Montreal memories

Montreal memories

by on under Travel
5 minute read

Wow it’s been a long time since my last update. Well, by now I have finished traveling, spent hours on job searching, writing resumes and cover letters and prepping for interviews. Now that there are slightly fewer unknowns that I need to work on, I would like to take some time to tell you and my future self about our adventures in Montreal (and the rest of the cities) before my memories vamoosh.

mt royal crossMt Royal Cross

Let me start by saying that I loved Montreal from the very first day. We stayed at Le Plateau-Mont-Royal area. After we dropped off our bags, we went for a walk to check out the nearby park and to see what is around. As soon as we got closer to the park, we could see streams of people all flowing to what we later found out was a free open-air symphony orchestra concert. Seeing how the concert was only gonna start in an hour or so, we decided to take on a short hike up to the Mt Royal Cross, standing atop of a small mountain Mount Royal (which Montreal takes its name from).

We came down to Grieg’s majestic “In the Hall of the Mountain King”. The orchestra sounded really really good. What was more surprising to me is the amount of people that attended. Jaw-dropping. From where we stood, I couldn’t see the end to the crowd.

orchestra Montreal Symphony Orchestra concert. There were so many people!

fireworksFireworks performance by Casino de Montréal

It seems there are a lot of events and festivals in Montreal in summer. Sadly, we weren’t in time for the jazz festival but I’m glad we were still able to get tickets to Fantasia film festival. The two films we watched were 21st Century Girl and And Your Bird Can Sing. I kinda wanted to go see Night God to support my fellow Kazakhstani but at the time I mistook it for a horror film and decided to pass.

We’ve also witnessed L’International des Feux Loto-Québec, an international fireworks competition blasting over the St. Lawrence River. The best view is from the amusement park La Ronde but it required ticket purchase, so we were pretty happy with our viewing spot near the Clock Tower. The downside is that we came somewhat early (2 hours, to be exact) and had to wait, all while establishing dominance protecting our space from other people constantly trying to squeeze in, closer to the fireworks time.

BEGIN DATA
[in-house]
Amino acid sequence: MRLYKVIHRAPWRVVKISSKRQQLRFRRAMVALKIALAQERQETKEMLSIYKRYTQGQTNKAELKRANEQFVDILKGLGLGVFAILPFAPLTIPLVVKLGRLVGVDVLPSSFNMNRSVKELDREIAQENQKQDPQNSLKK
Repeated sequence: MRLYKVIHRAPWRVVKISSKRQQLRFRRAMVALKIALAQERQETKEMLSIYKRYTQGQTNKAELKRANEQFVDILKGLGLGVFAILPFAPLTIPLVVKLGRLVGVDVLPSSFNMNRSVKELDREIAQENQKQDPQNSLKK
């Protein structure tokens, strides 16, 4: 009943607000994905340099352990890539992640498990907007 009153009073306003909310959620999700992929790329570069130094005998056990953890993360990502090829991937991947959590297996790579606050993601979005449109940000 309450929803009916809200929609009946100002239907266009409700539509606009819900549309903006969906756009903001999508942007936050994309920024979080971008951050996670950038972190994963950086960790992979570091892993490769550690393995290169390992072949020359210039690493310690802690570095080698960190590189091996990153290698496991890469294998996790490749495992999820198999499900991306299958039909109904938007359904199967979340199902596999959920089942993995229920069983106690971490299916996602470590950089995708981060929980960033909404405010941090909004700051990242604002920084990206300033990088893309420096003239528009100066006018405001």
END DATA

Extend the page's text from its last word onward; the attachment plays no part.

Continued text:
montreal foodDelicious Sophie Sucrée pastry, Noren's kitchen and Ganadara's supreme tteokbokki poutine & cheese ramen

And of course, some notable memories from Montreal were about… food. I wasn’t going to make this into anything that even remotely reminds of a food blog but I just can’t not talk about the amazing food Montreal has to offer. First of all, it turned out that our airbnb host worked at a vegan pastry shop Sophie Sucrée, and she would bring some of that fresh delicious pastry home for us. She put it under a pastry dome and refilled it every few days. Such a kind gesture! I kind of felt bad for eating all that pastry but it was just too good to resist! (Well, I think it was all for us anyways since our host seldomly stayed home during those days.)

Montreal is a foodie’s paradise. I haven’t eaten as much poutine in my 2.5 years in Canada, as in those couple of weeks in Montreal. Also, probably because we discovered that Amon has a second stomach reserved exclusively for poutine, and living close to Patati Patata and La Banquise didn’t help his poutine addiction. Schwartz’s Deli sandwiches have so many slices of tender smoked meat it feels sinful to eat it all. Portuguese rotisserie chicken cafes serve big, tasty and incredibly wallet-friendly plates. Omnivore has amazing flavors and is the best for when you feel bad for eating so much poutine earlier. And finally, the highlights for me are Ganadara (I’m salivating when I think back to their supreme tteokbokki poutine) and Noren - a small, simple, cozy, high-quality Japanese restaurant, serving the freshest food made right before your eyes.

me and a bixiMe riding a Bixi bike

Okay, enough about food. Another thing I really liked was how bicycle-friendly the city was. Out of all cities I’ve ever been to, Montreal surely has the most bikers. There are bike lanes on every major road, and a lot of bike stations with inexpensive fares. We haven’t taken a bus a single time. Subway for longer travels, biking - for everything else. I must say, it must be a nightmare to drive in Montreal though (especially with a lot of bikers yolo’ing their way through the city). In fact, a few years back, Montreal had one of the lowest driving test pass rates in the world, though I am not sure if that record still holds.

For anyone wondering about my French skills - I peaked when I took French 101 during summer school at UBC, 2 long years ago. I feel like I’ve forgotten it all but luckily, Montrealers are bilingual. Every single person we’ve talked to, was fluent in English, and as far as I can judge (spoilers: not that far), fluent in French as well. So if you are afraid of not being understood or being given glares for not knowing French - there are no more excuses!

I will finish this post by leaving a photo of beautiful Montreal Botanical Garden that exceeded all my expectations. My only advice - come early if you want to explore it all!

garden Montreal Botanical Garden

Quebec, Montreal, train, travel